By Nordstjernan columnist Ulf Nilson, November 2010

Now is such a time.
We came to Stockholm a few days ago. And found that media—and people—are deeply involved in matters that don't deserve … well, read on, please, and form your own opinions.…

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Big headlines about a certain Sofia Arkelsten, executive secretary for the ruling party, Moderaterna, say she has, lo and behold, accepted a journey paid for by Shell. CORRUPTION screamed media (although the horrible C-word was not used).
Not to be outdone, other media, of course led by the evening papers, revealed that the social democratic leader, Mona Sahlin, had seen fit to let herself be invited to a tennis tournament. Invited, meaning that she did not pay for her ticket—again: wild screams!
But both Arkelsten and Sahlin and their respective transgressions, were soon forgotten. Bigger ones came up—games so big that Expressen (a paper I love and have worked with for more than 47 years)—found it fit to devote more than 20 pages to a scandal story built on a book that at the time had yet to be published.
As you must realize, it was about the King himself, Carl XVI Gustaf, the chief of state.
What has he done?
According to media he visited a nightclub owned by a convicted criminal imported from Yugoslavia (when it still existed). Some reporters mentioned that the gangster owned the club through intermediaries, which makes it possible that the King didn't know. Others forgot this possibility and each and every one made a big deal out of the fact that there were, indeed, many young and good looking females present at the same time as the King. Even if nobody said so out loud it was made clear that the King—how should I put this?—had availed himself of certain, shall we say, unconventional services performed by certain ladies.…
Well, well, unconventional, I just wrote. Wrong, of course. The fact that boys and girls do, hm, certain things together might in all honesty be the most conventional thing there is and any man, King or not, married or not.…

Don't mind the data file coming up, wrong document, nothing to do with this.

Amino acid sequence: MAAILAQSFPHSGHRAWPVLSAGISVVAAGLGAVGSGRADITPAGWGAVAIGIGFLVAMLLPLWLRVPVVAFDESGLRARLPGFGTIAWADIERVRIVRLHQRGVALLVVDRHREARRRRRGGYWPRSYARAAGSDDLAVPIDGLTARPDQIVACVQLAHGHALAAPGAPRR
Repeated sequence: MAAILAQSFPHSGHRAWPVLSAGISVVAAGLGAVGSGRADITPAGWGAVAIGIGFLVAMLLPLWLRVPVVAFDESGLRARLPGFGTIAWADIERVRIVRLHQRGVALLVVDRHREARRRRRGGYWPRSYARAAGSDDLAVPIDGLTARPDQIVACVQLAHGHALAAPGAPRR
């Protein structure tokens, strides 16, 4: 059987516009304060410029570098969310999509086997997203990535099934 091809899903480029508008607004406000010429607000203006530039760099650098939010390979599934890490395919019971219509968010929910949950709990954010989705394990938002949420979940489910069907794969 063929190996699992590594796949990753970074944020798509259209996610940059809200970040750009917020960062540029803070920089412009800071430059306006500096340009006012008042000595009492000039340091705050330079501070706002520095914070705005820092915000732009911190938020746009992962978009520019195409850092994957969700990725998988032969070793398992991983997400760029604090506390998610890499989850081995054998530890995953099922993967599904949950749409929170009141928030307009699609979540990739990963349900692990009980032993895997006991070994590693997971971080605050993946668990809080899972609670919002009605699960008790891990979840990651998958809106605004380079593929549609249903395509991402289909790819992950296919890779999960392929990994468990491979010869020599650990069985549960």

Well, well, no, no, I can go no further. Let me stop by saying that the big question in Sweden right now is:
WHAT DID THE KING DO?
WHEN DID HE DO IT AND …
... DID THE QUEEN KNOW WHAT HE DID OR DIDN'T DO?

Let me inform you here that Swedish media have hardly asked such straight questions. You, Americans, are the first to have a chance to really ponder the full implications of the scandal.
I, myself, citizen of Sweden (even if I lived more than half my life in the USA, France or traveling), have but one reaction to all this:
The beloved country must have gone mad. As dozens of bloggers remind us every day, Sweden has grave problems with criminality, weak healthcare and, above everything else, the 1.7 million immigrants (out of the slighty more than 9 million inhabitants), who are not integrated. The newcomers very often don't speak the language, commit crimes much more often than the “natives,” live on the dole and get no jobs, etc., etc. In fact, all things considered, the country is in a grave crisis. That's what should be exposed and debated, but no, no, no. Better gossip about tennis tickets, trips paid for by oil companies and of course, the King and the ladies he did or did not … well, what?